Buddhist welfare and the limits of big 'P' politics in provincial Myanmar

Gerard McCarthy

    Research output: Chapter in Book/Report/Conference proceedingChapter

    Abstract

    A few weeks after Myanmar's historic November 2015 national elections, images of opposition leader Daw Aung San Suu Kyi crouching in grass to pick up trash went viral on Facebook. Following high-profile meetings with President Thein Sein, Senior General Min Aung Hlaing and former dictator Than Shwe, Daw Suu made one of her first public appearances since the poll: to collect rubbish in her electorate in Yangon. After fifteen minutes flanked by jostling photographers — who she commanded to “Help pick up the garbage!” — she disappeared back into her car and zoomed away (Fuller 2015). At the Lady's orders, similar clean ups were occurring across the country, led by local party members and welfare groups. In Taungoo, an hour or so south of Naypyitaw, volunteers from local welfare groups and private schools collected rubbish from the streets surrounding a government housing project next to the railway tracks. Above an entrance to the housing project, a large green signboard erected prior to the November 2015 election declared this a ‘USDP [Union Solidarity and Development Party] village’. That morning though, an oversized dump truck backed slowly through the gate, driven by a member of a local welfare group wearing a red T-shirt of Aung San Suu Kyi's National League for Democracy (NLD). Within the housing project, in a small clearing surrounded by dilapidated wooden houses and filled with decades of accumulated domestic waste, women bathed and washed clothes from a well while chatting about the spectacle surrounding them. As the dump truck reversed into the clearing, NLD candidates fresh from their political clean sweep of the township a few weeks prior helped a squatter move his makeshift bamboo hut out of the path of the incoming vehicle. A few minutes later, a bulldozer driven by an off-duty policeman began to scoop up piles of old rubbish, lungyis and even a writhing snake, and dumped everything into the waiting truck. The businessman who donated the industrial vehicles stood proudly alongside the township development officer, watching as decades of accumulated filth was removed. Both took photos on their phones, loading them to Facebook as local residents looked on, bemused yet pleased. “Is this a political campaign?”, I asked the businessman, who was wearing a flashy golf cap to keep the sun off his face.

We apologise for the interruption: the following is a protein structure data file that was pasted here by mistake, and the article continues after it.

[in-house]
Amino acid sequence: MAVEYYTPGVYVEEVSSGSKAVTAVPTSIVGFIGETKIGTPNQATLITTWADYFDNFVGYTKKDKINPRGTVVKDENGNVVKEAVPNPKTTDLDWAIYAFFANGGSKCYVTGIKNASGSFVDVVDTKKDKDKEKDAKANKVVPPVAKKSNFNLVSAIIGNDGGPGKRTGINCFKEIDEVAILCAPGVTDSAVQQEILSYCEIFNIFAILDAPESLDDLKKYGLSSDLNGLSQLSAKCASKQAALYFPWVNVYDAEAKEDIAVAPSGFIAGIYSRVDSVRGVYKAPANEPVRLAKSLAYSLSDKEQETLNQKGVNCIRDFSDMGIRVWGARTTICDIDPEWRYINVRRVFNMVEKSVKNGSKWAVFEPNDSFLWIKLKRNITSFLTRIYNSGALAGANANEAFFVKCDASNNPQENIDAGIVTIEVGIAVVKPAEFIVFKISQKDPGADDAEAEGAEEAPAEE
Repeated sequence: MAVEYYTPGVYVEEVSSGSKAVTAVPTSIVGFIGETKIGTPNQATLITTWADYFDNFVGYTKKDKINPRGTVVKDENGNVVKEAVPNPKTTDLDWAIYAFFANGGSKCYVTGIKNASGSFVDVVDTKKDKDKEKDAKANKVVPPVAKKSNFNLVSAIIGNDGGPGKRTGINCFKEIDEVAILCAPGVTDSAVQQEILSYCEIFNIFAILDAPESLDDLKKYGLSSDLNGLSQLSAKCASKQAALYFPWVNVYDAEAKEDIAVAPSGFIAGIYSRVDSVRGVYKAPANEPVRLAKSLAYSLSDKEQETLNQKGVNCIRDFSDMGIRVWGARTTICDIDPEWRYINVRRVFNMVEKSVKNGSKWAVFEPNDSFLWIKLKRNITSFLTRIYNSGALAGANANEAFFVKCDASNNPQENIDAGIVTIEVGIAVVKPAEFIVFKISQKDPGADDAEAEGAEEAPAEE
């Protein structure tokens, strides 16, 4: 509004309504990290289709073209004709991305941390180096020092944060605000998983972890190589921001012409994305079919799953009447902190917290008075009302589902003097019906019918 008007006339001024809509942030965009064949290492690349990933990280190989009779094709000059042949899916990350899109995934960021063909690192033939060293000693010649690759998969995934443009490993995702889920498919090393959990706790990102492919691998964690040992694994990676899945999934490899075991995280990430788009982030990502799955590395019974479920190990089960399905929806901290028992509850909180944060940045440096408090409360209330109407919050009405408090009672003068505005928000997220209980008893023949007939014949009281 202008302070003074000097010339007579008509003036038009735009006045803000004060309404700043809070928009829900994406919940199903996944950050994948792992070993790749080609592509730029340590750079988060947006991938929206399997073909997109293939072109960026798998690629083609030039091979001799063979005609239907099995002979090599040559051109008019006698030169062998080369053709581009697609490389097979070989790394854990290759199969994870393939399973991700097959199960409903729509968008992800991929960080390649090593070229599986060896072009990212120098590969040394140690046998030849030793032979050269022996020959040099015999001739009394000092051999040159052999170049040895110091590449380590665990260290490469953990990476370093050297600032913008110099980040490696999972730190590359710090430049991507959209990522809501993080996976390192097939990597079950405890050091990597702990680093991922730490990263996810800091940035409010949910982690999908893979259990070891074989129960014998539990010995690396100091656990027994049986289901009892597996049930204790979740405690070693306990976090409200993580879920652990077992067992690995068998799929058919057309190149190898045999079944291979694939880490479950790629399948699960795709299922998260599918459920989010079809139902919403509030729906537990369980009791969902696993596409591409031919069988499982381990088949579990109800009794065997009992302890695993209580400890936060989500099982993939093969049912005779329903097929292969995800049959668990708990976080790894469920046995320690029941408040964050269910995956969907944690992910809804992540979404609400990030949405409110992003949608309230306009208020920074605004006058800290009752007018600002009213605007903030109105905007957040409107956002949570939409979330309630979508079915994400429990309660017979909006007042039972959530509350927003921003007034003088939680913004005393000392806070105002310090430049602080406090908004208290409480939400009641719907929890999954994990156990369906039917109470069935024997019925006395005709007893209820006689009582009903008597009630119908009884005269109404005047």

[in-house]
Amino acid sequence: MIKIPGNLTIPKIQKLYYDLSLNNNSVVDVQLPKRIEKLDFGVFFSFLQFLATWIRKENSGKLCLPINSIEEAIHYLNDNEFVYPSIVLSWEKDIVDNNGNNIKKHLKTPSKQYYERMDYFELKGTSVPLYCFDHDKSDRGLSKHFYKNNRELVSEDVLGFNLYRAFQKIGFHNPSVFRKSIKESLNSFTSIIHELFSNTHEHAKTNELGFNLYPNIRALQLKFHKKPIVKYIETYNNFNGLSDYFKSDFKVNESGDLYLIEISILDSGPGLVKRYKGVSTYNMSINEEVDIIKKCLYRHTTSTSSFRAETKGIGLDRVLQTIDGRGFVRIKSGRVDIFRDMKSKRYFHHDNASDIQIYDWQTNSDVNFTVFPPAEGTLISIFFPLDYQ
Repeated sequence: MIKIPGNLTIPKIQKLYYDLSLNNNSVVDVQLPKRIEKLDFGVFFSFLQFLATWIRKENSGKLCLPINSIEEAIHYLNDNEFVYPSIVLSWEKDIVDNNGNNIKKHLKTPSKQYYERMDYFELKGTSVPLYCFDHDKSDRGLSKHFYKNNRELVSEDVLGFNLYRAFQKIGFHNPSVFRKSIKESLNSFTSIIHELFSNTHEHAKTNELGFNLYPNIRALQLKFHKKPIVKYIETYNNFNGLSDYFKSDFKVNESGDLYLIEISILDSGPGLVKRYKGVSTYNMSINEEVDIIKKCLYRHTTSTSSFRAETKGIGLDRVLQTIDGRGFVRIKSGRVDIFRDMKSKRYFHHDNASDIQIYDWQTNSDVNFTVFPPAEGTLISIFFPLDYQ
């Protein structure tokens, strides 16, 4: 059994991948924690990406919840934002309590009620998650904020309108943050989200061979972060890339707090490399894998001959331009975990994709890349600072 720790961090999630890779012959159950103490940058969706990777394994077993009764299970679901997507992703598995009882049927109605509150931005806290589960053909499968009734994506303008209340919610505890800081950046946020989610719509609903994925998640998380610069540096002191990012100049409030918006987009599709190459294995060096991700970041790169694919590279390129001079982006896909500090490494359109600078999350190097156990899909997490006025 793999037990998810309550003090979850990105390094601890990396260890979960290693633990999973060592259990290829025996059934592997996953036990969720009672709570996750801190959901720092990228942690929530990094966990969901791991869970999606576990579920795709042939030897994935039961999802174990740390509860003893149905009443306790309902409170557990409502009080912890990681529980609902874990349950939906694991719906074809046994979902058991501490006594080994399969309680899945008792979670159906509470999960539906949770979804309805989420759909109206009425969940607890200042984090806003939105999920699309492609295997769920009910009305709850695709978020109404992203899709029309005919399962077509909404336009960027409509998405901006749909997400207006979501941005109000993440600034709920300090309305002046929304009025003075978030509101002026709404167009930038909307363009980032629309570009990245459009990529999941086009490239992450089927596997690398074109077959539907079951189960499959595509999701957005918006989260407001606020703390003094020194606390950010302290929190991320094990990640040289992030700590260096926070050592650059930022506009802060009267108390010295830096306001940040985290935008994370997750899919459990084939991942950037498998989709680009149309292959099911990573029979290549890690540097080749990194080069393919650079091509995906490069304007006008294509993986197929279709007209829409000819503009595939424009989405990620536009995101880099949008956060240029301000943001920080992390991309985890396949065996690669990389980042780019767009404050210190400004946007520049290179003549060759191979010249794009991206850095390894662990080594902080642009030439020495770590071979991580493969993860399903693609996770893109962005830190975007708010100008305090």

Original languageEnglish
    Title of host publicationConflict in Myanmar: War, Politics, Religion
    Editors Nick Cheesman and Nicholas Farrelly
    Place of PublicationSingapore
    PublisherISEAS Publishing
    Pages313-331
    ISBN (Print)9789814695862
    DOIs
    Publication statusPublished - 2016

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